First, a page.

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Wednesday, December 07, 2005

Railroad Tycoon

During my last visit to my FLGS, I saw that Railroad Tycoon was available. Since I had enjoyed Age of Steam, I thought that Railroad Tycoon was a decent choice.

After I got it home, and punched the components, I was pleased to see how nice everything looked. There were a few small problems related to the massive board, though. The colours used to indicate purple and blue cities on the map are very hard to tell apart, and there is some warping, probably as a result of the printing process.

When Mike found out that I had RT, he asked if he could come over on the weekend. Since Cim, Yannick and Wanda were also free, we had a five player game.

While only Mike and I had played Age of Steam, it was very easy for the rest of the players to pick up the rules for RT. The ability to issue shares at any time means that you don't have to agonize over how many shares to issue at the start of your turn, and the cards add some interesting elements to the mix. The fact that you don't have to choose roles means that you can always use one of your three actions to upgrade your locomotive if you want, or to urbanize, which means that players aren't as constrained in your choices.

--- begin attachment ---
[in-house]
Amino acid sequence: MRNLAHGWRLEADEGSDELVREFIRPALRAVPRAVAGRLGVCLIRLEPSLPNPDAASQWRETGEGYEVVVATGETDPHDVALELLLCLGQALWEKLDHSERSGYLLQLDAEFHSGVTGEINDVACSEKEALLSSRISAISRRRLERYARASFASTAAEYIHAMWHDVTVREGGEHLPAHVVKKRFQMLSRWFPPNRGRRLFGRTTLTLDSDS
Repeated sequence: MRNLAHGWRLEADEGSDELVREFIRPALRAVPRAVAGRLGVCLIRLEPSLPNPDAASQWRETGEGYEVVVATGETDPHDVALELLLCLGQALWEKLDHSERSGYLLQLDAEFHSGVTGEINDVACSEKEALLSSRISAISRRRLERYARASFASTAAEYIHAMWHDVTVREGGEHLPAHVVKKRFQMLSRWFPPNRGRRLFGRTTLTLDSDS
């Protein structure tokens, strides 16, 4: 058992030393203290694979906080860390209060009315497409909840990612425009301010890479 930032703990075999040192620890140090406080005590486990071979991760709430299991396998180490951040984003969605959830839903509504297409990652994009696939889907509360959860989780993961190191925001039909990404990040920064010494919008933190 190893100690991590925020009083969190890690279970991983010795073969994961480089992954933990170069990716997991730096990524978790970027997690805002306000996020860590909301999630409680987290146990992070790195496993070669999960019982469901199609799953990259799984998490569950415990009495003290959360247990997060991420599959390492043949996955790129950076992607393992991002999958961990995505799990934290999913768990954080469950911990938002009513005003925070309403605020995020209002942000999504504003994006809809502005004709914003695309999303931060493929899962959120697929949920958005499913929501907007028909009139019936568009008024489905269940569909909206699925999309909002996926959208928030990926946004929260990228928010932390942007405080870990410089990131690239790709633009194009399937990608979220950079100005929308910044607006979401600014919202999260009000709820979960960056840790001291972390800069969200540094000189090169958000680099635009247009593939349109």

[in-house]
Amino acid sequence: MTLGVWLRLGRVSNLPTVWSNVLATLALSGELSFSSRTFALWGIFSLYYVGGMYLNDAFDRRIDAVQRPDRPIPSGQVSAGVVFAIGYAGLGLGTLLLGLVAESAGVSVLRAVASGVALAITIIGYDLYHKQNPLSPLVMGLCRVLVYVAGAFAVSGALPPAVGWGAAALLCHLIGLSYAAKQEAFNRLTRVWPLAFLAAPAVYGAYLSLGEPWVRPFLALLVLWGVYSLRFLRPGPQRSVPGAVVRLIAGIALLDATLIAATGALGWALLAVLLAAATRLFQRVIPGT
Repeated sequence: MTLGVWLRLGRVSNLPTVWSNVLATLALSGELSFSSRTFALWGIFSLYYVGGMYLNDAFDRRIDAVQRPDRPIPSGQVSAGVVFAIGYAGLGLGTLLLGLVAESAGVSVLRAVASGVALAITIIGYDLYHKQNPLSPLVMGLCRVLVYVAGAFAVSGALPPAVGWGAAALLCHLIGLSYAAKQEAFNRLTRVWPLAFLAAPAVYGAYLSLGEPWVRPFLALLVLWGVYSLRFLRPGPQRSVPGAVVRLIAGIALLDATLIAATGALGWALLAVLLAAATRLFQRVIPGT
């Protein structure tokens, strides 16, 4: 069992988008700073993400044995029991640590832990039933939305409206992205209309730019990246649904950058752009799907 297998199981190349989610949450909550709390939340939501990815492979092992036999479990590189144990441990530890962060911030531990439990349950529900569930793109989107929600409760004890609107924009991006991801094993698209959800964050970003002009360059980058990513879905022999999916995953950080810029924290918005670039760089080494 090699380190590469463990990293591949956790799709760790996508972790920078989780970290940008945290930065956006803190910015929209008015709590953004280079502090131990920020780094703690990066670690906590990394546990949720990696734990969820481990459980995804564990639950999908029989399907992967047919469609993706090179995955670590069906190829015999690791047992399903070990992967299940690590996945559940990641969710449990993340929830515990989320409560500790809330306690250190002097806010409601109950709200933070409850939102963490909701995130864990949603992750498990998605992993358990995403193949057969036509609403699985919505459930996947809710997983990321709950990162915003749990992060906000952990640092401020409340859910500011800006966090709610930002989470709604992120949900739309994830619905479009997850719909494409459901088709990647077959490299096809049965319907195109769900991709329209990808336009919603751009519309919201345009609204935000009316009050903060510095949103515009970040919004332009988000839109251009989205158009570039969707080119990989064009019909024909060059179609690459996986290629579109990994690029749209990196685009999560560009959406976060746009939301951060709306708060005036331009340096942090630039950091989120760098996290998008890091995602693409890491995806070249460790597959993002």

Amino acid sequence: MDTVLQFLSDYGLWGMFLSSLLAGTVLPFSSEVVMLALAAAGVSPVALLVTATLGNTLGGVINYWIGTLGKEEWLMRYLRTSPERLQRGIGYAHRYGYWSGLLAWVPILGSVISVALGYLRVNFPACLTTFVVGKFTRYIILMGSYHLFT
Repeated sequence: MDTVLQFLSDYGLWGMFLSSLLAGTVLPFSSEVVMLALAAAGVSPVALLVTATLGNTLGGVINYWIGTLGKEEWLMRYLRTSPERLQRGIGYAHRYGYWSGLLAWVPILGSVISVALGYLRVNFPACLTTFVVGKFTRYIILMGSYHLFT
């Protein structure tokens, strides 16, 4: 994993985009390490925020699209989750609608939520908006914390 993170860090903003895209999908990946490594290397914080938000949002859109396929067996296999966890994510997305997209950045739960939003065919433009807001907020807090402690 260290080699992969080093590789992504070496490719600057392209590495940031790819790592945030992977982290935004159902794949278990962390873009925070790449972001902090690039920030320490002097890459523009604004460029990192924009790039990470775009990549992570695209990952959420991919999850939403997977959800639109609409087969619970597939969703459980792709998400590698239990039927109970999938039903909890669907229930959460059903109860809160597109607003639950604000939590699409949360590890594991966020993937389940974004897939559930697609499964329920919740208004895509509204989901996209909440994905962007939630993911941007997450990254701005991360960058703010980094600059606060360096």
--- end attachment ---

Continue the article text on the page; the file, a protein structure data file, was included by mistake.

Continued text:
The huge map means that you likely won't get locked out, even in a five or six player game, though you might have to issue a lot of shares to build the long links between cities.

The Western Link mechanic, where two cities allow the construction of links that bring 4 red goods cubes into play, is interesting, and the shipping of these goods to Chicago causing new random cubes to appear in Chicago reminded me of Age of Steam's Paris map.

I have read many praises and pans for RT, many comparing it both positively and negatively to AOS. While many think of RT as AOS light, I do not think that this is a bad thing. RT is very approachable, and could well induce some people to try out AOS.

Mike won our game, with me coming in second, which goes to show that some experience in AOS is helpful to RT. Everyone seemed to enjoy the game, and Cim even remarked "it wasn't as complicated as I though it would be". I am sure that this will hit our (big) table again soon.


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